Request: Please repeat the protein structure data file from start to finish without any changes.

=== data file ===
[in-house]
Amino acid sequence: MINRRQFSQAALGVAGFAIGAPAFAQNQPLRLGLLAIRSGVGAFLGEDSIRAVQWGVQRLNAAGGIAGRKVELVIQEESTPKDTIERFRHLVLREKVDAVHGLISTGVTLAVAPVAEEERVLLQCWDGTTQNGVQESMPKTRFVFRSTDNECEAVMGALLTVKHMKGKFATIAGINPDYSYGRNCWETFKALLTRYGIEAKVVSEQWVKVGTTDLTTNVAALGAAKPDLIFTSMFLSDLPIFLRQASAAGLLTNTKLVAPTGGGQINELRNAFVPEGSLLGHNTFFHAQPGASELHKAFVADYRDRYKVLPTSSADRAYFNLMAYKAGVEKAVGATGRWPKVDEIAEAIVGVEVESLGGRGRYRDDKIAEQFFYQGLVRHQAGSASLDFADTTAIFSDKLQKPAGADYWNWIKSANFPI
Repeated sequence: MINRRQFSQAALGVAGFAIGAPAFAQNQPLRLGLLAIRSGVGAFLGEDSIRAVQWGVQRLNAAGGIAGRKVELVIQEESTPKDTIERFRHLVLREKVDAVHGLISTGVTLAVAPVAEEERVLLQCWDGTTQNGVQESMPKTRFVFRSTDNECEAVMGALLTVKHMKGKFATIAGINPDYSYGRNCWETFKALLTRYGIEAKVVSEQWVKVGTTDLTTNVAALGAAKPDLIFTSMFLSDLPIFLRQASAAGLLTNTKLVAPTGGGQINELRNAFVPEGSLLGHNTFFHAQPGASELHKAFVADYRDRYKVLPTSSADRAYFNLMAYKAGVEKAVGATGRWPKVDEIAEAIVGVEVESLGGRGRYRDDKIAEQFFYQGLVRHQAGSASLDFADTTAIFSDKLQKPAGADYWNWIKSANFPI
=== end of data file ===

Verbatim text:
[in-house]
Amino acid sequence: MINRRQFSQAALGVAGFAIGAPAFAQNQPLRLGLLAIRSGVGAFLGEDSIRAVQWGVQRLNAAGGIAGRKVELVIQEESTPKDTIERFRHLVLREKVDAVHGLISTGVTLAVAPVAEEERVLLQCWDGTTQNGVQESMPKTRFVFRSTDNECEAVMGALLTVKHMKGKFATIAGINPDYSYGRNCWETFKALLTRYGIEAKVVSEQWVKVGTTDLTTNVAALGAAKPDLIFTSMFLSDLPIFLRQASAAGLLTNTKLVAPTGGGQINELRNAFVPEGSLLGHNTFFHAQPGASELHKAFVADYRDRYKVLPTSSADRAYFNLMAYKAGVEKAVGATGRWPKVDEIAEAIVGVEVESLGGRGRYRDDKIAEQFFYQGLVRHQAGSASLDFADTTAIFSDKLQKPAGADYWNWIKSANFPI
Repeated sequence: MINRRQFSQAALGVAGFAIGAPAFAQNQPLRLGLLAIRSGVGAFLGEDSIRAVQWGVQRLNAAGGIAGRKVELVIQEESTPKDTIERFRHLVLREKVDAVHGLISTGVTLAVAPVAEEERVLLQCWDGTTQNGVQESMPKTRFVFRSTDNECEAVMGALLTVKHMKGKFATIAGINPDYSYGRNCWETFKALLTRYGIEAKVVSEQWVKVGTTDLTTNVAALGAAKPDLIFTSMFLSDLPIFLRQASAAGLLTNTKLVAPTGGGQINELRNAFVPEGSLLGHNTFFHAQPGASELHKAFVADYRDRYKVLPTSSADRAYFNLMAYKAGVEKAVGATGRWPKVDEIAEAIVGVEVESLGGRGRYRDDKIAEQFFYQGLVRHQAGSASLDFADTTAIFSDKLQKPAGADYWNWIKSANFPI